Memory Care within Assisted Living Communities provides dementia specialized assisted living care to meet the unique needs of people living with dementia, including Alzheimer’s Disease. Sometimes care is delivered in a separate Memory Care specific unit within an Assisted Living Community; other times communities offer a Memory Care Program to residents who are mixed in with the general population of the community.
Memory Care units generally have smaller populations of residents and have a higher caregiver-to-resident ratio than commonly found in general Assisted Living settings. Also these units offer therapeutic activity programs specifically designed to support and nurture individuals with memory impairment. Many units are “secured” with locked doors to keep the residents from leaving the facility unattended. This is an important safety element for seniors with dementia who may have a habit of wandering or exit-seeking.
Room types on Memory Care units vary from shared rooms to private studios (without kitchens). The communities have public areas and serve meals in a public dining room just like other Assisted Living Communities. Days are divided into regular schedules, and most of the resident’s time is filled by a meal or activity. Many have outside courtyards that are secure, but allow the residents to enjoy being outside and to get fresh air. Staff is available 24/7, but a nurse may not always be onsite.
Best Suited For
Seniors with dementia who need management, supervision, cueing, and who could benefit from therapeutic or socially stimulating programing. These seniors can usually physically perform some Activities of Daily Living (ADLs), but require reminders and cueing to do them. It is especially appropriate for seniors with a history or risk of wandering or for those who exhibit exit-seeking behaviors.
Memory Care programs cost roughly $700-$2500 more per month than a general Assisted Living Community. In New Hampshire, where the average cost of AL is $4,000 per month, you can expect Memory Care to cost roughly $4,700-$6,500 per month. In Maine and Massachusetts, Memory Care costs run roughly $5,200-$7,000 per month.
High Staff ratios and a well-trained staff that understands how to respond to the unique challenges of dementia.
A safe and sometimes secured (locked) environment, good nutrition, and medication management.
A consistent routine - often people with dementia experience less confusion and happier moods once settled into a routine.
Therapeutic Activity programing that is appropriate for folks suffering from cognitive decline and who, despite this decline, deserve the dignity and respect that their age would otherwise command. Memory care staff are trained to provide that dignity and respect.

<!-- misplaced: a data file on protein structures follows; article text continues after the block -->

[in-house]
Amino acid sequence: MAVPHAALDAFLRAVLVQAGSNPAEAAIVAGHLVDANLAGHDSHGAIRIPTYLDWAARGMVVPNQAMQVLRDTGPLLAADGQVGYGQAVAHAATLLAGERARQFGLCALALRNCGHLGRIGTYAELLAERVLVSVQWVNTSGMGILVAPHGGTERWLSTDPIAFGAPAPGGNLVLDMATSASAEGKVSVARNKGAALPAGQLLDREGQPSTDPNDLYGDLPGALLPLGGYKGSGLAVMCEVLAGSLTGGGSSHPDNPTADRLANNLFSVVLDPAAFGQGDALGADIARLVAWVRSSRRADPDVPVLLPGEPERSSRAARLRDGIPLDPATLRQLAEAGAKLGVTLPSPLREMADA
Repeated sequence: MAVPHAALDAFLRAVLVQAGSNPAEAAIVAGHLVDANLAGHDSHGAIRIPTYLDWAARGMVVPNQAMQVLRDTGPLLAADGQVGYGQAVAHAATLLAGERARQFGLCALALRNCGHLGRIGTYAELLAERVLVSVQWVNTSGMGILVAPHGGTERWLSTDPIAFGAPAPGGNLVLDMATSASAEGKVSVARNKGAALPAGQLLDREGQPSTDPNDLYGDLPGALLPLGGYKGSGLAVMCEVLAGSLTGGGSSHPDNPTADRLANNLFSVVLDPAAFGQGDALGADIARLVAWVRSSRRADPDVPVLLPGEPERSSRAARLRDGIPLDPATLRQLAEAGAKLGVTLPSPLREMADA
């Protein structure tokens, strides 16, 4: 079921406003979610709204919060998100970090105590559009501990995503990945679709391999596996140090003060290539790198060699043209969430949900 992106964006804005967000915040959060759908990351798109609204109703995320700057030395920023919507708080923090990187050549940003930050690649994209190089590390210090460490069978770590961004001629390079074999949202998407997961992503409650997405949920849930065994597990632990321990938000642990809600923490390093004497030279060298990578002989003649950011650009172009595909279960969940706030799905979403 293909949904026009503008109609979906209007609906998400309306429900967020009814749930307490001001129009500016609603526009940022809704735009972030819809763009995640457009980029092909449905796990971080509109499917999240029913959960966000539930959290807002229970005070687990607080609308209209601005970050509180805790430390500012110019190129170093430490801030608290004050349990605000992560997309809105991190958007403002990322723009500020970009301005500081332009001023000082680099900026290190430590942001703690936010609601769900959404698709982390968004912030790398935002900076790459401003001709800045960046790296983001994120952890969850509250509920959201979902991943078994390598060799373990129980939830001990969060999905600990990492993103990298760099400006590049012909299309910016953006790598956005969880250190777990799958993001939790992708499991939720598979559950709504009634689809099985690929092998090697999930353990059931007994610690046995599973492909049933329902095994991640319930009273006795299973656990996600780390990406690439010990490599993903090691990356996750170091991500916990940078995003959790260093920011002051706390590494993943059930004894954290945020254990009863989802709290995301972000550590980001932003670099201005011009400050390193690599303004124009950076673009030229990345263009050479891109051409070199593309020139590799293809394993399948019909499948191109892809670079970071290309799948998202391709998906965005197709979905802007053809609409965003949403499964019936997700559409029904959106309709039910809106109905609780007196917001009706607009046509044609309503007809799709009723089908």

Expensive and the initial transition may be traumatic for the person with dementia.
Some residents do not need secured locked doors to prevent wandering. Some people might not like that doors are kept locked.
For people with early stage or moderate dementia, they may be at a disadvantage living in a community with residents with advanced dementia, and locked doors.
Special Note on Memory Care in Nursing Communities
Secure Memory Care units or Memory Care programs within communities also exist in Nursing Care Communities. These programs are more appropriate for seniors whose behaviors require constant support and supervision, such as behaviors that threaten their safety or the safety of those around them. Alternatively, some seniors living with dementia require Nursing Care for unrelated chronic medical conditions and, therefore, are suited to Memory Care in a Nursing Community.
In these units, individuals have less privacy and are more closely monitored than with any other care level. Doors and elevators are alarmed, and residents may have personal alarms on them to alert nurses if they attempt to leave or undertake a physical challenge that may be a danger to them, such as trying to stand, having forgotten that they have suffered from a hip injury. These units have frequent visits from specialists who are trained in addressing the residents’ psychological needs.
Insider Tips: What to Look For
Start by making a list of the medical, financial, and social concerns for your loved one, then add to that the questions you have regarding the community. Do your homework online first and find out as much information as possible regarding the reputation, state reviews, and ratings of each community.
When you have narrowed your list, visit multiple residences for comparison. Ask to see the activity schedule, and ask what activities are catered specifically to the health of the patients’ cognitive function. If you are looking for a secured unit, ask what kind of security procedures are in place. It is ideal to find a setting that also includes a secured outdoor space.
Ask about available psychiatric services and speak with as many staff members as possible. This will help you get a sense of the professionalism and personalities of the staff. Ask about the type of ongoing dementia training the staff receives, as new developments in this field occur frequently. Also ask about the turnover rate of employees, as this gives you an indication of staff morale.
Memory Care is high in demand and low in supply, so availability can be scarce. As you plan, be prepared for waiting lists. As with all situations where cost and availability are significant hurdles, you may want to consider consulting a Senior Care Advisor to guide you through this process and help locate the best available care for your loved one.